Reeder’s Movie Reviews: The Suicide Squad
If your appetite for movies runs to the franchises, then you have every opportunity to gorge yourself this year. Mortal Kombat, A Quiet Place Part II, The Hitman’s Wife’s Bodyguard, Peter Rabbit 2, Fast and Furious 9, Black Widow, Space Jam 2 and Snake Eyes have all found their way to theatres (and streaming services) in the past four months. Now comes the most violent and anarchic of them to date: writer-director James Gunn’s The Suicide Squad.
For this entry in the DC Comics Extended Universe, Gunn has conceived a reboot of 2016’s underwhelming Suicide Squad, with only three prominent cast members returning (Margot Robbie, Viola Davis and Joel Kinnaman), having dispensed with Jared Leto’s promising but underused Joker. The premise remains the same, however. A secret U.S. government agency ruthlessly administered by Amanda Waller (Viola Davis) recruits a group of hardened criminals and supervillains to save the world from an existential threat. Cue the mayhem.
Two groups of mismatched operatives set the plot in motion, as they land on Corto Maltese, a fictional island nation in Latin America. One of them justifies the movie’s title–”Suicide, that’s our thing,” as an apparently doomed character puts it–while the other propels the action. It includes Harley Quinn (again played to breezy perfection by Margot Robbie), Bloodsport (Idris Elba), Peacemaker (John Cena), Ratcatcher 2 (Daniela Melchior), Polka-Dot Man (David Dastmalchian) and King Shark (voiced monosyllabically by Sylvester Stallone). Their mission to destroy the monstrous creation of The Thinker (Peter Capaldi) intersects with a guerilla movement to overthrow the island’s villainous dictator.
Yes, it’s a really busy plot, by design. And, yes, it’s a movie calculated to maximize the blood, surprises, humor and CGI. Gunn, whose regular Guardians of the Galaxy franchise for Marvel has thrived with PG-13 ratings, aimed for an R-rating here, and he earned it. In fact, the result begs the question as to whether graphic violence, even when often played for humorous intent, can sometimes overwhelm a story.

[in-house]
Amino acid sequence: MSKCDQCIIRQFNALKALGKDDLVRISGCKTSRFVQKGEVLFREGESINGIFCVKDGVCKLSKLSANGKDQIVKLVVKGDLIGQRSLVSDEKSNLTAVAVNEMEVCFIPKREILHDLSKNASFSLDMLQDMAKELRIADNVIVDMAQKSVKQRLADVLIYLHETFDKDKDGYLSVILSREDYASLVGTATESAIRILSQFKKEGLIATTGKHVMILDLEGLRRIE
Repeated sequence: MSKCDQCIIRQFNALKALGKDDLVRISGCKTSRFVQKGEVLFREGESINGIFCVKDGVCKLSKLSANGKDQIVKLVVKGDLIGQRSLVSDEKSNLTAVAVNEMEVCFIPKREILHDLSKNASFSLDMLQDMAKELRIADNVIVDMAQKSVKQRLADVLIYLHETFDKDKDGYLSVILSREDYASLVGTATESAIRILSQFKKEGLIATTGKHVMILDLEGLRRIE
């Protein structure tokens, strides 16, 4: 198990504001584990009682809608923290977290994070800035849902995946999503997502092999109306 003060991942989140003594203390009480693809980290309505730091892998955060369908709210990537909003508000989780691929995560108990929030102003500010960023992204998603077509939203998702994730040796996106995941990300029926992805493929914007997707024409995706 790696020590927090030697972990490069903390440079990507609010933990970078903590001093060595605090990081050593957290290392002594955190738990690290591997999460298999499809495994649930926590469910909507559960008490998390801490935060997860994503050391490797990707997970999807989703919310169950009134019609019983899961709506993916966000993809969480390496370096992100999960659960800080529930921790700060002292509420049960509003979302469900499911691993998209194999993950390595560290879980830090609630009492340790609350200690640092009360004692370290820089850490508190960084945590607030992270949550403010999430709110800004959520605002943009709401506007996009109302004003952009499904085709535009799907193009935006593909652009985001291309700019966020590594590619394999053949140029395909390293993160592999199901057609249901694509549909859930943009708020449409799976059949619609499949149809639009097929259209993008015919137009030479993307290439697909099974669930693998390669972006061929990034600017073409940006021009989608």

To be fair, some of the most gruesome scenes have a real poetry to them. Harley Quinn’s escape from captivity plays like a ballet of bullets and blood and blossoms, with imaginative cinematography and editing to match. Likewise, King Shark’s discovery of an aquarium (and his need for friendship) has a magical quality. Ratcatcher 2 also has a poignant backstory to go with her command of rodents.
The snarky, often subversive, humor does help make the characters more relatable, and more true to the source material. Polka-Dot Man’s mother fixation gives the story its best running gag, especially in the visuals. Starro, the cycloptic creature, offers a goofy, extended climax worthy of 1950s horror flicks, only in living color.
Gunn actually honed his impish, irreverent sensibilities as a filmmaker at Troma Entertainment, the really low-budget indie studio known for cultivating the bizarre and outrageous. Here, he gleefully kills off seemingly major characters, while others toss off glib dialogue about pursuing a greater good. In the end, the shock value prevails over any displays of morality and sentimentality. The Suicide Squad’s ultimate mission is to push the limits of the superhero genre, to splash heavy doses of cynicism and silliness across the screen, with as much technical virtuosity as possible. In that, it definitely and noisily succeeds.
Biopics are notoriously fraught with difficulty. They have to achieve an emotional and intellectual resonance, as well as a period look and feel. The script has to reflect and enhance the inherent drama in the lives of its characters, and the main one really has to matter. In Oppenheimer, the British-American writer-director Christopher Nolan embraces the challenge of telling the story of the “most important person who ever lived,” as he puts it. Continue Reading Reeder’s Movie Reviews: Maestro
Biopics are notoriously fraught with difficulty. They have to achieve an emotional and intellectual resonance, as well as a period look and feel. The script has to reflect and enhance the inherent drama in the lives of its characters, and the main one really has to matter. In Oppenheimer, the British-American writer-director Christopher Nolan embraces the challenge of telling the story of the “most important person who ever lived,” as he puts it. Continue Reading Reeder’s Movie Reviews: Oppenheimer
You might not have imagined a connection between the new Barbie and the acclaimed 2001: A Space Odyssey. True enough, Barbie the toy character does have pilot and astronaut on her résumé. In this case, however, she makes her big screen appearance to the accompaniment of Also sprach Zarathustra by Richard Strauss, enhanced by the droll narration of Dame Helen Mirren. 2001’s director, Stanley Kubrick, would not have seen that coming. Continue Reading Reeder’s Movie Reviews: Barbie